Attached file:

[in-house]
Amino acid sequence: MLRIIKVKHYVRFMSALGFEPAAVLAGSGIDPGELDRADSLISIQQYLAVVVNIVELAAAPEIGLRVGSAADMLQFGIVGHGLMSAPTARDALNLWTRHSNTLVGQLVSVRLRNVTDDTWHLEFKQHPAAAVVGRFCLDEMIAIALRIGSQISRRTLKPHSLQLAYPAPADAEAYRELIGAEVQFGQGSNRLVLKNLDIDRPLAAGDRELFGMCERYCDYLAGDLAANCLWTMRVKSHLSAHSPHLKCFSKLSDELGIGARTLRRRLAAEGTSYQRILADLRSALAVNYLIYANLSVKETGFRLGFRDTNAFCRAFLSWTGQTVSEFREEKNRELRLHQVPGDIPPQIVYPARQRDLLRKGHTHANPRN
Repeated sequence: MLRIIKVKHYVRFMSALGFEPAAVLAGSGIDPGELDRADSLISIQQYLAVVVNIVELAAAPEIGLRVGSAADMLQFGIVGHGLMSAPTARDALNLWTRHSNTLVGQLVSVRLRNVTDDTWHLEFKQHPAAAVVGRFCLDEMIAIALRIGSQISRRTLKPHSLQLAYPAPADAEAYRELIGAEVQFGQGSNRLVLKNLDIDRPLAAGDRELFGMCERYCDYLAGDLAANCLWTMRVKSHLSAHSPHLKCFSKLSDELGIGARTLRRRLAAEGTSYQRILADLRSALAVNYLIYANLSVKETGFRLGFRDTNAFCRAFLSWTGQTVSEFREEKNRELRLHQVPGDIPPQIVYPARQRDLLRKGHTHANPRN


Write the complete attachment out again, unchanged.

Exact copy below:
[in-house]
Amino acid sequence: MLRIIKVKHYVRFMSALGFEPAAVLAGSGIDPGELDRADSLISIQQYLAVVVNIVELAAAPEIGLRVGSAADMLQFGIVGHGLMSAPTARDALNLWTRHSNTLVGQLVSVRLRNVTDDTWHLEFKQHPAAAVVGRFCLDEMIAIALRIGSQISRRTLKPHSLQLAYPAPADAEAYRELIGAEVQFGQGSNRLVLKNLDIDRPLAAGDRELFGMCERYCDYLAGDLAANCLWTMRVKSHLSAHSPHLKCFSKLSDELGIGARTLRRRLAAEGTSYQRILADLRSALAVNYLIYANLSVKETGFRLGFRDTNAFCRAFLSWTGQTVSEFREEKNRELRLHQVPGDIPPQIVYPARQRDLLRKGHTHANPRN
Repeated sequence: MLRIIKVKHYVRFMSALGFEPAAVLAGSGIDPGELDRADSLISIQQYLAVVVNIVELAAAPEIGLRVGSAADMLQFGIVGHGLMSAPTARDALNLWTRHSNTLVGQLVSVRLRNVTDDTWHLEFKQHPAAAVVGRFCLDEMIAIALRIGSQISRRTLKPHSLQLAYPAPADAEAYRELIGAEVQFGQGSNRLVLKNLDIDRPLAAGDRELFGMCERYCDYLAGDLAANCLWTMRVKSHLSAHSPHLKCFSKLSDELGIGARTLRRRLAAEGTSYQRILADLRSALAVNYLIYANLSVKETGFRLGFRDTNAFCRAFLSWTGQTVSEFREEKNRELRLHQVPGDIPPQIVYPARQRDLLRKGHTHANPRN